|Publication number||US3996386 A|
|Application number||US 05/504,715|
|Publication date||Dec 7, 1976|
|Filing date||Sep 9, 1974|
|Priority date||Dec 15, 1971|
|Publication number||05504715, 504715, US 3996386 A, US 3996386A, US-A-3996386, US3996386 A, US3996386A|
|Inventors||Yrjo Malkki, Olavi Elis Nikkila|
|Original Assignee||Yrjo Malkki, Olavi Elis Nikkila|
|Export Citation||BiBTeX, EndNote, RefMan|
|Patent Citations (5), Referenced by (125), Classifications (40)|
|External Links: USPTO, USPTO Assignment, Espacenet|
This application is a continuation-in-part of our copending application, Ser. No. 315,186, filed Dec. 14, 1972, now abandoned.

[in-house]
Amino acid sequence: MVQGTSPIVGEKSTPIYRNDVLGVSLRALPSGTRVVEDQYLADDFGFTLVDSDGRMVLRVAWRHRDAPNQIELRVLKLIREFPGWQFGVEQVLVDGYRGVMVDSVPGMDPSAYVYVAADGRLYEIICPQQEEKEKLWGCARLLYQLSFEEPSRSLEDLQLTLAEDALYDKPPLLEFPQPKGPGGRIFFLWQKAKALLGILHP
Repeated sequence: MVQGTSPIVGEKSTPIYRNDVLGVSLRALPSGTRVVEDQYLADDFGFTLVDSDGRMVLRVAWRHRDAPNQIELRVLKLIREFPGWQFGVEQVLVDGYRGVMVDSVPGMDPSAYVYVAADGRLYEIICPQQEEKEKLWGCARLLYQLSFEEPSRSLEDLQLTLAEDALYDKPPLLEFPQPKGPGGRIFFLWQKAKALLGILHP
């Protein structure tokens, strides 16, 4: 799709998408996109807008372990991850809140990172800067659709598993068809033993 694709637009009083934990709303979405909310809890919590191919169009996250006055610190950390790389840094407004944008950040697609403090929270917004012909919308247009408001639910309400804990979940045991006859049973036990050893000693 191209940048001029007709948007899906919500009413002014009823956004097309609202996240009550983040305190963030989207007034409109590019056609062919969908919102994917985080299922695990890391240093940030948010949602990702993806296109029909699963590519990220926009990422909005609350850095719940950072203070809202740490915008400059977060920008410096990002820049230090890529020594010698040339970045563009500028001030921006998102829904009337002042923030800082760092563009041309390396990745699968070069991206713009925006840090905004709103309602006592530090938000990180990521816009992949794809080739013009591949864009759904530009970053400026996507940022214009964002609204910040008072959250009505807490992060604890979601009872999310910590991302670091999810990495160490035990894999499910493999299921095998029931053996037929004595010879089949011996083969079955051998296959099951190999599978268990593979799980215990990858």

Deterioration due to mould attack occurs extensively particularly in so-called half-dry food articles and feeds such as bread, cheeses, smoked fish, dry sausages, air dried fruits, and air dried fish, especially when they are stored in packaged condition. Industrial food processing plants incur, through mould attack, losses which are difficult to assess, both in the form of returned, deteriorated products and of impaired sales owing to the products' inferior keeping quality. The consumers, too, are caused direct losses by such deterioration, but in addition they also run health risks because of the toxins formed by moulds, which may already be produced before the growth of mould is visually observable. One such dangerous toxin to which great attention has been paid in recent years is aflatoxin. Heretofore, attempts have been made to prevent mould formation by using packaging materials permeable to moisture, by intensifying the plant hygiene and thus reducing the amount of mould infection, and by using chemical compounds which destroy moulds or inhibit their growth. The use of moisture-permeable packaging materials has remained rather restricted, because it is desired to prevent excessive drying of the foods during storage. Intensifying the plant hygiene has successfully lowered the frequency of mould formation to a significant degree. However, it is impossible in practice to solve the problem completely by this approach, because, for instance, even by filtering the intake air and by ultraviolet treatment it has not been possible to reduce to a sufficiently low level the mould infection by which bread is contaminated while cooling. With the present modes of application, chemical preservatives cannot be added at high enough concentrations to ensure adequate inhibition of mould formation.